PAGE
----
The big attraction of the bus to Russell was that it represented a simpler lifestyle ... Russell's goal was to "travel light,"... "We just kind of lived," Rusty said to him. "We took it easy" (p. 46). Maybe this life was easier for him -- no lawn to mow -- but living with four toddlers in a bus was not easy for Andrea. When they were back in a normal home, Andrea confessed to Russell that "she felt she had 'failed' at the simple life in the bus" (p.47). Christian churches need to warn their members that simple living must be done in a context where both husband and wife are making choices and sharing the work. Otherwise it becomes just one more impossible ideal for a mother to live up to. [Ed. note: When the fledgling Evangelical Women's Caucus first met in 1974 (as a task force at the Second Thanksgiving Workshop of Evangelicals for Social Action), we drafted a list of proposals which included this statement: "We also urge that changes in economic lifestyles not be designed so that women are forced to make greater sacrifices than men."]

Eggebroten’s concerns echo those of Badinter: changes in lifestyle that are decreed to be better in the eyes of God or better in the eyes of Gaia often end up placing heavier burdens on women than on men. Women need to understand that an approach that urges them to sacrifice for the greater good while the men doing the urging skate is an unacceptable approach, regardless of how wonderful someone is saying that greater good is. If it’s that wonderful, the people doing the urging can do the sacrificing - or at least their fair share of it. There is a particular cruelty in taking someone’s desire to nurture, to help, to do what’s best for others, to make the world a better place, to live up to a higher ideal, and using that desire as a means to make her - or his - life worse.

The second EECW essay addresses Grim’s statement that:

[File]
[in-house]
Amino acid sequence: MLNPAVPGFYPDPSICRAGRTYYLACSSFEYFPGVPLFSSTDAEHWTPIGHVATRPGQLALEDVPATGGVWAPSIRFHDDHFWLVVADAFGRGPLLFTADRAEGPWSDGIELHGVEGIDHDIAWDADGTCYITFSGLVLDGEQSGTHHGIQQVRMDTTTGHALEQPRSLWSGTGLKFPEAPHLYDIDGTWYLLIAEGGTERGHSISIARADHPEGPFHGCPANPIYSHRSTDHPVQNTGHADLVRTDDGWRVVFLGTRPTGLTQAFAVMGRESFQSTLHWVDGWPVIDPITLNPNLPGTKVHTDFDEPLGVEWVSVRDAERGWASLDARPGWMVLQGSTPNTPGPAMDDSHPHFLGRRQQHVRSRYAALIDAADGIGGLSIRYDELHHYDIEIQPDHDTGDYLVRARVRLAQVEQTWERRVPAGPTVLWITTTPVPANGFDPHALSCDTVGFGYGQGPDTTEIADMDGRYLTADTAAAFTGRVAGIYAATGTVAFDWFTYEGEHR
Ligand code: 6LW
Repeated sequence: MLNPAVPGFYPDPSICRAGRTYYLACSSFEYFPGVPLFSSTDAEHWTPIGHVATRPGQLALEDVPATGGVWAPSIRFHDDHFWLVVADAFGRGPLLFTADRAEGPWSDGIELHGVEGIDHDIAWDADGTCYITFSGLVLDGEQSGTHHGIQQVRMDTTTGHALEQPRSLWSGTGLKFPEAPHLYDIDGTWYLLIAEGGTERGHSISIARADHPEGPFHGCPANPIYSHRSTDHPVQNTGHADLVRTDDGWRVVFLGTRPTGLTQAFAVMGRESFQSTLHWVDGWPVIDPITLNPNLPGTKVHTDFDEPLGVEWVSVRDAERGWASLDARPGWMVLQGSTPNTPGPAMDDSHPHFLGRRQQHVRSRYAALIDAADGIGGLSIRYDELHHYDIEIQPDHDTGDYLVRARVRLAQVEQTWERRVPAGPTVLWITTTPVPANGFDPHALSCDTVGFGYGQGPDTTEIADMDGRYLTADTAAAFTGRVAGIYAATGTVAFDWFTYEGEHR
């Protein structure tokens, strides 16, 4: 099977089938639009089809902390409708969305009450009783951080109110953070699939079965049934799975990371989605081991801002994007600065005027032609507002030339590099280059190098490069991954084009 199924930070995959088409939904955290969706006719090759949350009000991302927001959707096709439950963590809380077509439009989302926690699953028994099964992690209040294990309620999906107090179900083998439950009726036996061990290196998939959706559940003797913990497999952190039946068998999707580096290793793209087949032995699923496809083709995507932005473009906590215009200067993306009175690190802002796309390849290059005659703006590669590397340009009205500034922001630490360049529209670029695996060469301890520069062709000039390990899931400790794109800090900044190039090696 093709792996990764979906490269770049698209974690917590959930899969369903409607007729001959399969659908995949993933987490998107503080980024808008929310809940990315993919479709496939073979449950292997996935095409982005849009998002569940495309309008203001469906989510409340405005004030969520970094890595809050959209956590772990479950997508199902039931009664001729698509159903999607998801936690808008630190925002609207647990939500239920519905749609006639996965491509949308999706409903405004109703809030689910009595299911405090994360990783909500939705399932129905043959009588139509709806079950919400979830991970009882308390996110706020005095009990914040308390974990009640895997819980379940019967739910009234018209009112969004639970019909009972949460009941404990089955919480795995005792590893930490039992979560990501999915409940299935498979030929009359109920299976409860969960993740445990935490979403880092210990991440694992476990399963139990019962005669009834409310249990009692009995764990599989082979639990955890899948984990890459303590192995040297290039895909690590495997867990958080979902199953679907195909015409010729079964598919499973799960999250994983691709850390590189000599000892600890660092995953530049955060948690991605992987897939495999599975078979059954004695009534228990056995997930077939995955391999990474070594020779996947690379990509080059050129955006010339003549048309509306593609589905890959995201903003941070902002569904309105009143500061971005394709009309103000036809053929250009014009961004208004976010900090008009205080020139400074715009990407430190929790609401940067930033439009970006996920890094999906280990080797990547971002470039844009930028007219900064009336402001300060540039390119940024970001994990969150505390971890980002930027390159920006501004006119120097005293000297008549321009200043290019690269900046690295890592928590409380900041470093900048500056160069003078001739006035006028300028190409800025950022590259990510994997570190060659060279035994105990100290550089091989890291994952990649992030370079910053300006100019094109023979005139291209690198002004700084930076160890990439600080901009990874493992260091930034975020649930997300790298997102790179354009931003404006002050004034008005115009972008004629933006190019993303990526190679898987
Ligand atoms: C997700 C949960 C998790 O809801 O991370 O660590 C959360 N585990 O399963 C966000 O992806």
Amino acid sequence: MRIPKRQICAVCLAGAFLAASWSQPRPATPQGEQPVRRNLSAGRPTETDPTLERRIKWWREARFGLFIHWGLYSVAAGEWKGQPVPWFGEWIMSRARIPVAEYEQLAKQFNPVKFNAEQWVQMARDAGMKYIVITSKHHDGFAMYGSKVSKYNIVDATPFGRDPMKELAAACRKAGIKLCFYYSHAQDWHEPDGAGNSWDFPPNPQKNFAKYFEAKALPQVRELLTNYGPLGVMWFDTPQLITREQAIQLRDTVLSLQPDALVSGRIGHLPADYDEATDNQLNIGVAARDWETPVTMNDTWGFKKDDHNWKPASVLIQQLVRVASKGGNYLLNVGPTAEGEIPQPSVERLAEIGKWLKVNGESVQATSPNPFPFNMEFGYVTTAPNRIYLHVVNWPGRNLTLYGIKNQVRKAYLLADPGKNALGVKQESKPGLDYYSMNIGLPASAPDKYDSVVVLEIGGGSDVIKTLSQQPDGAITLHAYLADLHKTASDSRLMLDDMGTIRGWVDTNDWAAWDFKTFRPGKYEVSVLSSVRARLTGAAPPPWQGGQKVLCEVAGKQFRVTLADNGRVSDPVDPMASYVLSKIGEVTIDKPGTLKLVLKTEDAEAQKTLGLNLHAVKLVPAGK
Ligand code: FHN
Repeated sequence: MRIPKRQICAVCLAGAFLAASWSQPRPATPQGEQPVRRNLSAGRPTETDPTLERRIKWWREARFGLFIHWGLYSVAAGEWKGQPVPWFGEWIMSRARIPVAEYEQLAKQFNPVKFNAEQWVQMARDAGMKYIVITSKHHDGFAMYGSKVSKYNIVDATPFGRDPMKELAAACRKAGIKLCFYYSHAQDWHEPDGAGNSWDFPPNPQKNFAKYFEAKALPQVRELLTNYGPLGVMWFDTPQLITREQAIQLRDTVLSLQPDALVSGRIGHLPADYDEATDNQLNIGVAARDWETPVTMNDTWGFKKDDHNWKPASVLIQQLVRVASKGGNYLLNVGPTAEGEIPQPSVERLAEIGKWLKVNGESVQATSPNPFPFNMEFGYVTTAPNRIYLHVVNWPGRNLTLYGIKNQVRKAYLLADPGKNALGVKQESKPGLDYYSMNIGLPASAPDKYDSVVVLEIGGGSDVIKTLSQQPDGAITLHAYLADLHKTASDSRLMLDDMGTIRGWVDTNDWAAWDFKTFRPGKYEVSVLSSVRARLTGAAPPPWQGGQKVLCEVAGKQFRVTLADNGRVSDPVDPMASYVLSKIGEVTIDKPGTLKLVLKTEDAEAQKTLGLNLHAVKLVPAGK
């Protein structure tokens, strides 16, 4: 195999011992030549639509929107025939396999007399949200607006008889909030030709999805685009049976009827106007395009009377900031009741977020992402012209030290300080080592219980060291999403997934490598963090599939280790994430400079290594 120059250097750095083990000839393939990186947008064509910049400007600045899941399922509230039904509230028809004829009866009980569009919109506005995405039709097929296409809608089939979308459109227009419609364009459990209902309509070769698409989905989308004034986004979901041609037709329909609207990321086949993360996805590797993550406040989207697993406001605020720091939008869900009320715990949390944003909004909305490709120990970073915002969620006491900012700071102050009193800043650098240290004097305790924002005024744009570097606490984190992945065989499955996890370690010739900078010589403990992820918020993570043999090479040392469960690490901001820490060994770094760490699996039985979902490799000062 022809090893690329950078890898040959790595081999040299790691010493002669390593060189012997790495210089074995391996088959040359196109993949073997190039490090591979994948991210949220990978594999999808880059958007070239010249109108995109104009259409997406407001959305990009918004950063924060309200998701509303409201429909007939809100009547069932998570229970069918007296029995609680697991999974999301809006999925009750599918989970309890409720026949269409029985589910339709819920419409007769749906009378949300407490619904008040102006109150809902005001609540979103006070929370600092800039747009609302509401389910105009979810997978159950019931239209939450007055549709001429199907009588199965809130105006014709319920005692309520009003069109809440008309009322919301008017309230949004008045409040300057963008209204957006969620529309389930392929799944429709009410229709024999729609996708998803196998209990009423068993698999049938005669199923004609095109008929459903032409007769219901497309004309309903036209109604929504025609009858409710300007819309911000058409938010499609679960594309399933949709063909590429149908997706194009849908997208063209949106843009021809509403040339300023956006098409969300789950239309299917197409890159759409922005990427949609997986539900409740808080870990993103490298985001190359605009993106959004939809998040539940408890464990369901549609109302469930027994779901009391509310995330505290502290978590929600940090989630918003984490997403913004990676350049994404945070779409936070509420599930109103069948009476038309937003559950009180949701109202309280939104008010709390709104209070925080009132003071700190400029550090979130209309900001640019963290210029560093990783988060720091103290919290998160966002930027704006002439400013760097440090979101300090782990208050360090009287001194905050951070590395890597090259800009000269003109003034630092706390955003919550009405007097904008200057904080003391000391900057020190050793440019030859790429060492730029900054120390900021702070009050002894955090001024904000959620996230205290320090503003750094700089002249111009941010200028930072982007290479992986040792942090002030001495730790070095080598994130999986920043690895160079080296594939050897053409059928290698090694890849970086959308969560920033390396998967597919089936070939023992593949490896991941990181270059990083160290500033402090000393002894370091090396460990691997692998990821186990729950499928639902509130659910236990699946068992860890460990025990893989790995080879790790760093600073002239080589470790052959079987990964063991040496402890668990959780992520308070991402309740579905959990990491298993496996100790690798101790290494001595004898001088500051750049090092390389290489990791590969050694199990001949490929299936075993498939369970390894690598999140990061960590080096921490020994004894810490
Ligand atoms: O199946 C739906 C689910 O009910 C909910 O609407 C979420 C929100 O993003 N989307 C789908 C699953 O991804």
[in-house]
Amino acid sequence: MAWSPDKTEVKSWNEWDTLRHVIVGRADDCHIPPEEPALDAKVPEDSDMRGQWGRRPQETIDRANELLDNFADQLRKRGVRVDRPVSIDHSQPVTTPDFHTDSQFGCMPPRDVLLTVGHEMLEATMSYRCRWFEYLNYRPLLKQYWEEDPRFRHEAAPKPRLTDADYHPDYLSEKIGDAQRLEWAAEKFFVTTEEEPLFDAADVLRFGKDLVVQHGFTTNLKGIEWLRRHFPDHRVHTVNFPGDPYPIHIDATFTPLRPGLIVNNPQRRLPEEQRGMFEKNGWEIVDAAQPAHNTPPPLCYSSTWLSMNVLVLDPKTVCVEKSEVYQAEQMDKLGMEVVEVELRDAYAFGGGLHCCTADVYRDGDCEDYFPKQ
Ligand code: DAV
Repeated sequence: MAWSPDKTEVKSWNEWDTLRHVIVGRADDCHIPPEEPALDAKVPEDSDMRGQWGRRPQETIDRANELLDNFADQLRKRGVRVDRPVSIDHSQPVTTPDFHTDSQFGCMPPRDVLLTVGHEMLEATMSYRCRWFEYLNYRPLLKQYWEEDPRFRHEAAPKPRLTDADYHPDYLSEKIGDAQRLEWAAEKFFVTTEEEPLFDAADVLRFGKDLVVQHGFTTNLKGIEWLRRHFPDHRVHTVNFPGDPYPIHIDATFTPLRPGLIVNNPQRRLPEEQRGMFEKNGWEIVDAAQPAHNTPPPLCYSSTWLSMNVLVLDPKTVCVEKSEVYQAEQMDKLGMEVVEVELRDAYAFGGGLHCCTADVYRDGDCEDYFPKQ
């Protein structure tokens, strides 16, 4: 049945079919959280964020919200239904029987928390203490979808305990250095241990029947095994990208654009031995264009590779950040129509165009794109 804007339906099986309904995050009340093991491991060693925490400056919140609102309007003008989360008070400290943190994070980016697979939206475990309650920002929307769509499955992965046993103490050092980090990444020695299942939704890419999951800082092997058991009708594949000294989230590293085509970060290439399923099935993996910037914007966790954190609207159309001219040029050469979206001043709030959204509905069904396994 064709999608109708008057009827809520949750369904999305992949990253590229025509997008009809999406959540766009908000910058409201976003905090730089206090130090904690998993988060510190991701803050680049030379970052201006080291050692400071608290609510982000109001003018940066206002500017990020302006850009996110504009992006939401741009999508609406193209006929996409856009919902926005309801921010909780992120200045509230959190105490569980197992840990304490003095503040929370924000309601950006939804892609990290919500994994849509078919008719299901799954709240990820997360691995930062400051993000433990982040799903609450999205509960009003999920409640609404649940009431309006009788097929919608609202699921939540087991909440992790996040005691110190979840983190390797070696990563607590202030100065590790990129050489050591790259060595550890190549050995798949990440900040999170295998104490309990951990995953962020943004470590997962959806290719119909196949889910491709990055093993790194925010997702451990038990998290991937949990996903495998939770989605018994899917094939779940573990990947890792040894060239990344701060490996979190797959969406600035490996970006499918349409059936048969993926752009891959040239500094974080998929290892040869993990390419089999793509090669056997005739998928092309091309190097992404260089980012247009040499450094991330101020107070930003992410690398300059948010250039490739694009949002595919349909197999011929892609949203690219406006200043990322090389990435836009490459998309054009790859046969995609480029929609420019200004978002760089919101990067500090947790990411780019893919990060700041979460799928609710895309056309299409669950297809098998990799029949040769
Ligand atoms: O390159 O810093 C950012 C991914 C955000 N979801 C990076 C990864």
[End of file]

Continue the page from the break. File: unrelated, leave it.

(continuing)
Guilt comes from the inside. Someone may wish to make you feel guilt, but all they can actually do is bring the guilt you already feel to your conscious attention. If it isn't there, they can't create it.

What Grim is describing is how it should be; unfortunately, it’s often not how it is and it seems that it is particularly not how it is for women. Pat Gundry talks about Andrea Yates’ inability to say “No”, her inability to stand up for herself. Gundry believes there is something we can do to help make sure other women don’t end up where Andrea Yates did:

We can teach our girls, and all the girls we meet, to say no. We can teach them how to decide when to say no and when to say maybe and when to say yes for now, but it's open to change. We can give them practice saying no and making it stick. We can model saying no and making it stick, without remorse, without guilt. We can teach all the ways to say no graciously--and the few they'll need to say it not so graciously.

I don’t know if learning to say “No” could have saved Andrea Yates and her children. Maybe it could have. Maybe she would have said “No” to marrying Russell or “No” to having child after child or “No” to being left alone when she knew it was dangerous. Or maybe she was too emotionally and mentally ill even before she met Russell to protect herself.

Be that as it may, learning to say “No”, to stand up for themselves can help women who are encouraged to doubt their own wisdom, their own knowledge, their ability to stand on their own two feet. Learning to say “No” is crucial if women are going to stand up to the kind of societal pressure Badinter is talking about and decide for themselves the best way to raise their children and the best way to live their lives.